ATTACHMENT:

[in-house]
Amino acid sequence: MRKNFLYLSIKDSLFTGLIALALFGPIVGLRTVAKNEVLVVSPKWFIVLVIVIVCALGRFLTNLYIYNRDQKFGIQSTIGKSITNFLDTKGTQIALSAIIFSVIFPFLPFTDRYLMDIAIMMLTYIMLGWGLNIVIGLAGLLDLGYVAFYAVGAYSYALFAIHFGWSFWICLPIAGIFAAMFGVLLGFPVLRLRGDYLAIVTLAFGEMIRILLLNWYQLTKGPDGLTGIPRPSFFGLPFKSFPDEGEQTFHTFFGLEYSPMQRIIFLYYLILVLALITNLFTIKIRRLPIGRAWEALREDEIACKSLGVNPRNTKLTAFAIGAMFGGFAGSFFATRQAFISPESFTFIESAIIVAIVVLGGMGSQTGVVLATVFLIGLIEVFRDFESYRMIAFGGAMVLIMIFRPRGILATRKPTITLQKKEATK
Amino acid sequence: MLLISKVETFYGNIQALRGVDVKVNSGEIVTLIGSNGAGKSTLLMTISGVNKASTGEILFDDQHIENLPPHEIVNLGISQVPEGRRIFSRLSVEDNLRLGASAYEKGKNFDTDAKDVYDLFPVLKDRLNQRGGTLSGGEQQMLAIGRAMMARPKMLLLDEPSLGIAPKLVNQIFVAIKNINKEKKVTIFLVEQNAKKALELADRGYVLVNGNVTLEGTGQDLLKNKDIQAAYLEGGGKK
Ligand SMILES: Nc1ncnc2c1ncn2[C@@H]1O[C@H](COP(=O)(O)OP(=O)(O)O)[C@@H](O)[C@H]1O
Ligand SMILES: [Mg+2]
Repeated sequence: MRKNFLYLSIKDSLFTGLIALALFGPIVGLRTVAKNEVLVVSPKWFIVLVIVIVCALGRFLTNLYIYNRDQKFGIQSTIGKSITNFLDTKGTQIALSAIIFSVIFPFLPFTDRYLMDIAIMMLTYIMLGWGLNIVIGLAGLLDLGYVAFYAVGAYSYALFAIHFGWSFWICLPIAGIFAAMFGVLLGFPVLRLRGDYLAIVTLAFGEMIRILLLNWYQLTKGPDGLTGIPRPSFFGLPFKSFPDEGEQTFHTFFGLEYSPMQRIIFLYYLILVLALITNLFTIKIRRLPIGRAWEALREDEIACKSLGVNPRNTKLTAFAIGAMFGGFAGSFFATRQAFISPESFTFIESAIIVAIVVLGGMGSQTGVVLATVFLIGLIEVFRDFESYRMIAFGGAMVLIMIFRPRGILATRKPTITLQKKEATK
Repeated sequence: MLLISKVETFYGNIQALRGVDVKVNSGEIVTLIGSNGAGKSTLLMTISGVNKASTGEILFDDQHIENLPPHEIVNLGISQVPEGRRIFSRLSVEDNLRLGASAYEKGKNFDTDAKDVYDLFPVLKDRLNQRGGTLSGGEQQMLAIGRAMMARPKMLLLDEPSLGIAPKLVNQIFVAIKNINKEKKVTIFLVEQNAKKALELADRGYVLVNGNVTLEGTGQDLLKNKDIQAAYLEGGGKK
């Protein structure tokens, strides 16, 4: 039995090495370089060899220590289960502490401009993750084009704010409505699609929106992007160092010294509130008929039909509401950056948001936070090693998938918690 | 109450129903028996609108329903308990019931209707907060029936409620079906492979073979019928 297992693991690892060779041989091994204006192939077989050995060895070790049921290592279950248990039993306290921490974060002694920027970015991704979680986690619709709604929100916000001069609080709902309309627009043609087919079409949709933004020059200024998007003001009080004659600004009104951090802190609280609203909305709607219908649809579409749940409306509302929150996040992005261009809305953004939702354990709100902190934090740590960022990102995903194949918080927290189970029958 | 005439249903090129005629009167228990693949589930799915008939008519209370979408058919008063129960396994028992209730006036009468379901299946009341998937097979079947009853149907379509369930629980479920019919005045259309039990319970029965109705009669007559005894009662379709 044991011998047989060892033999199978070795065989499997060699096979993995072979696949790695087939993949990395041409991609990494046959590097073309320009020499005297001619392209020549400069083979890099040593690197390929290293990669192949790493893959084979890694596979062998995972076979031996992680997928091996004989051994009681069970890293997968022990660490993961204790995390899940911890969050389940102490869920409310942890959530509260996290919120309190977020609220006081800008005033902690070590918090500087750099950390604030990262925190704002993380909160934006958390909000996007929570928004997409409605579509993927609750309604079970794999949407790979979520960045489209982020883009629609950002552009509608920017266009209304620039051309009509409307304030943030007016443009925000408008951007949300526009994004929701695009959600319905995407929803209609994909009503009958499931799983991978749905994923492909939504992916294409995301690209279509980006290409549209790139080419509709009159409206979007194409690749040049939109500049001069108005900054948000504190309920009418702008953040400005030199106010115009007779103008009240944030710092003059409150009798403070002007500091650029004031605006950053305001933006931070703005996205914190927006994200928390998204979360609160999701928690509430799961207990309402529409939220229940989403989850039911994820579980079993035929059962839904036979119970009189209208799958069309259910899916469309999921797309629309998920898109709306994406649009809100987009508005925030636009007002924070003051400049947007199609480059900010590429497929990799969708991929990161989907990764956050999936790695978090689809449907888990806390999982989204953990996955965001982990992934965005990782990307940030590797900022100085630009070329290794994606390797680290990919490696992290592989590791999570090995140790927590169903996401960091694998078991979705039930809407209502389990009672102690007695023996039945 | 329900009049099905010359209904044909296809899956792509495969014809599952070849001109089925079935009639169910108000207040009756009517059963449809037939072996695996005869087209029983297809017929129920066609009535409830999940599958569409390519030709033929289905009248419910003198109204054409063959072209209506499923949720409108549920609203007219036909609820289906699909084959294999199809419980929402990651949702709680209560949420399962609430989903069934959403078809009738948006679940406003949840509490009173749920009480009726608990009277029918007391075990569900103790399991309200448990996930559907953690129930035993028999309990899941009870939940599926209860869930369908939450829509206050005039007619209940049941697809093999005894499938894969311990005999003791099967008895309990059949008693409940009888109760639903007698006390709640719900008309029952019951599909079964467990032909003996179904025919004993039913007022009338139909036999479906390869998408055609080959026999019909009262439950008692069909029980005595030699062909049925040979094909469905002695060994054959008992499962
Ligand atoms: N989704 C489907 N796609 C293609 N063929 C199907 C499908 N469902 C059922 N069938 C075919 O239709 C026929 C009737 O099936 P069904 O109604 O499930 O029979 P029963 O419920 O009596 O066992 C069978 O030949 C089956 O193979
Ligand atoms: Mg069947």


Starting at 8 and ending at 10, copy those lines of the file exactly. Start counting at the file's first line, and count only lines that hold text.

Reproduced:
């Protein structure tokens, strides 16, 4: 039995090495370089060899220590289960502490401009993750084009704010409505699609929106992007160092010294509130008929039909509401950056948001936070090693998938918690 | 109450129903028996609108329903308990019931209707907060029936409620079906492979073979019928 297992693991690892060779041989091994204006192939077989050995060895070790049921290592279950248990039993306290921490974060002694920027970015991704979680986690619709709604929100916000001069609080709902309309627009043609087919079409949709933004020059200024998007003001009080004659600004009104951090802190609280609203909305709607219908649809579409749940409306509302929150996040992005261009809305953004939702354990709100902190934090740590960022990102995903194949918080927290189970029958 | 005439249903090129005629009167228990693949589930799915008939008519209370979408058919008063129960396994028992209730006036009468379901299946009341998937097979079947009853149907379509369930629980479920019919005045259309039990319970029965109705009669007559005894009662379709 044991011998047989060892033999199978070795065989499997060699096979993995072979696949790695087939993949990395041409991609990494046959590097073309320009020499005297001619392209020549400069083979890099040593690197390929290293990669192949790493893959084979890694596979062998995972076979031996992680997928091996004989051994009681069970890293997968022990660490993961204790995390899940911890969050389940102490869920409310942890959530509260996290919120309190977020609220006081800008005033902690070590918090500087750099950390604030990262925190704002993380909160934006958390909000996007929570928004997409409605579509993927609750309604079970794999949407790979979520960045489209982020883009629609950002552009509608920017266009209304620039051309009509409307304030943030007016443009925000408008951007949300526009994004929701695009959600319905995407929803209609994909009503009958499931799983991978749905994923492909939504992916294409995301690209279509980006290409549209790139080419509709009159409206979007194409690749040049939109500049001069108005900054948000504190309920009418702008953040400005030199106010115009007779103008009240944030710092003059409150009798403070002007500091650029004031605006950053305001933006931070703005996205914190927006994200928390998204979360609160999701928690509430799961207990309402529409939220229940989403989850039911994820579980079993035929059962839904036979119970009189209208799958069309259910899916469309999921797309629309998920898109709306994406649009809100987009508005925030636009007002924070003051400049947007199609480059900010590429497929990799969708991929990161989907990764956050999936790695978090689809449907888990806390999982989204953990996955965001982990992934965005990782990307940030590797900022100085630009070329290794994606390797680290990919490696992290592989590791999570090995140790927590169903996401960091694998078991979705039930809407209502389990009672102690007695023996039945 | 329900009049099905010359209904044909296809899956792509495969014809599952070849001109089925079935009639169910108000207040009756009517059963449809037939072996695996005869087209029983297809017929129920066609009535409830999940599958569409390519030709033929289905009248419910003198109204054409063959072209209506499923949720409108549920609203007219036909609820289906699909084959294999199809419980929402990651949702709680209560949420399962609430989903069934959403078809009738948006679940406003949840509490009173749920009480009726608990009277029918007391075990569900103790399991309200448990996930559907953690129930035993028999309990899941009870939940599926209860869930369908939450829509206050005039007619209940049941697809093999005894499938894969311990005999003791099967008895309990059949008693409940009888109760639903007698006390709640719900008309029952019951599909079964467990032909003996179904025919004993039913007022009338139909036999479906390869998408055609080959026999019909009262439950008692069909029980005595030699062909049925040979094909469905002695060994054959008992499962
Ligand atoms: N989704 C489907 N796609 C293609 N063929 C199907 C499908 N469902 C059922 N069938 C075919 O239709 C026929 C009737 O099936 P069904 O109604 O499930 O029979 P029963 O419920 O009596 O066992 C069978 O030949 C089956 O193979
Ligand atoms: Mg069947």